04:05 GMT21 February 2020
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    German Chancellor Angela Merkel has admitted "Grave concerns" over the EU-Turkey migrant deal ahead of talks in Ankara Monday (May 23), as the whole question of Turkey’s membership of the European Union sparked a row in the UK over Brexit.

    Merkel drew criticism after negotiating the controversial EU-Turkey migrant deal in an effort to persuade Turkey to stop the flow of migrant across its borders into Greece, Bulgaria and the West Balkans.

    Under the deal, "irregular migrants" in Greece – those deemed ineligible for asylum – are returned to Turkey in return – on a one-for-one basis – for a Syrian refugee being relocated from refugee camps in Syria to EU member states. The deal has drawn criticism from humanitarian agencies who say the camps where migrants are processed are – in effect – detention centers, which is against international law.

    Turkish President Tayyip Erdogan
    © REUTERS / Kayhan Ozer/Presidential Palace
    ​Moreover, they say Turkey is not a "safe country" under the Geneva Conventions, because its refugee camps are not well enough resourced and refugees are not being given high enough levels of shelter, health provision and aid.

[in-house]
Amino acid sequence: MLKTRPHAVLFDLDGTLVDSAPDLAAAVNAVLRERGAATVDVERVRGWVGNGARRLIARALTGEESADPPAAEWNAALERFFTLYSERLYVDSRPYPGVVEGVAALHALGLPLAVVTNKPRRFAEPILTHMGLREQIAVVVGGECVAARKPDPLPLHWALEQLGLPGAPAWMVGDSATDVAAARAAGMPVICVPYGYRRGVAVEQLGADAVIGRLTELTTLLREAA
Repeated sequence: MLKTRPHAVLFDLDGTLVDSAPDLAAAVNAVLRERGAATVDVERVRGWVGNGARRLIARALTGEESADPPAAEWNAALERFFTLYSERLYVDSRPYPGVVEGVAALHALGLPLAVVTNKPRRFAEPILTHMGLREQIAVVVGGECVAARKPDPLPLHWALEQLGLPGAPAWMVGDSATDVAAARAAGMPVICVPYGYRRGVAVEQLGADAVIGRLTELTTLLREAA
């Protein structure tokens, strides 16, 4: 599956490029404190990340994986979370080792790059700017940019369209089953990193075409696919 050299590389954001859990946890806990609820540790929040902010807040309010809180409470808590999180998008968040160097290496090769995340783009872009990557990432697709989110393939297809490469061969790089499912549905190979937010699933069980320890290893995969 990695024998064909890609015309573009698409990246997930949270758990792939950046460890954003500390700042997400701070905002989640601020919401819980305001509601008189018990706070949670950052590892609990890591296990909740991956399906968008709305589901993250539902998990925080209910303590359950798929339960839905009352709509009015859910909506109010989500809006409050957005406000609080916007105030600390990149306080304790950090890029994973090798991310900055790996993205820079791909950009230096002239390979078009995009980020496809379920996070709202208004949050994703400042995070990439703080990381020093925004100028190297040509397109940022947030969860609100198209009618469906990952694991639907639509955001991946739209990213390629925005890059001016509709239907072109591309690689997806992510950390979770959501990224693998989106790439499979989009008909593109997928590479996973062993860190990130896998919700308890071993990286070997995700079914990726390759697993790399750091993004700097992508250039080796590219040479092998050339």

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    However, the most controversial element of the deal Merkel brokered was for Turks to have visa-free access to the Schengen zone by June 2016 and for Turkey’s accession into the EU to be accelerated. Critics point to Turkish President Recep Tayyip Erdogan's record on oppression of the Kurds, human rights and press freedoms.

    On Sunday (May 22) Erdogan appointed Binali Yildirim – co-founder of the ruling AK Party and close ally for decades – as his new prime minister, consolidating his grip on power.

    "Naturally some developments in Turkey are a source of great concern for us," Merkel told the Frankfurter Allgemeine Sonntagszeitung.

    Meanwhile, the Turkish migrant deal entered the Brexit debate, with anti-EU campaigners claiming the accession of Turkey is an example of the dysfunctionality of the EU.

    Armed Forces Minister and anti-EU campaigner Penny Mourdant told the BBC it was "very likely" Turkey would join the EU in the next eight years.

    But UK Prime Minister David Cameron hit back, putting Ankara's EU accession likelihood at "about the year 3000," while campaigning in favor of remaining within the European Union at the June 23 In-Out referendum on Britain’s membership of the EU.

     

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    Tags:
    Turkish Kurds, EU-accession, migrant crisis, Brexit, EU membership, human rights, politics, refugees, EU-Turkey migrant deal, European Union, Angela Merkel, Recep Tayyip Erdogan, David Cameron, Europe, Turkey, Ankara, Greece
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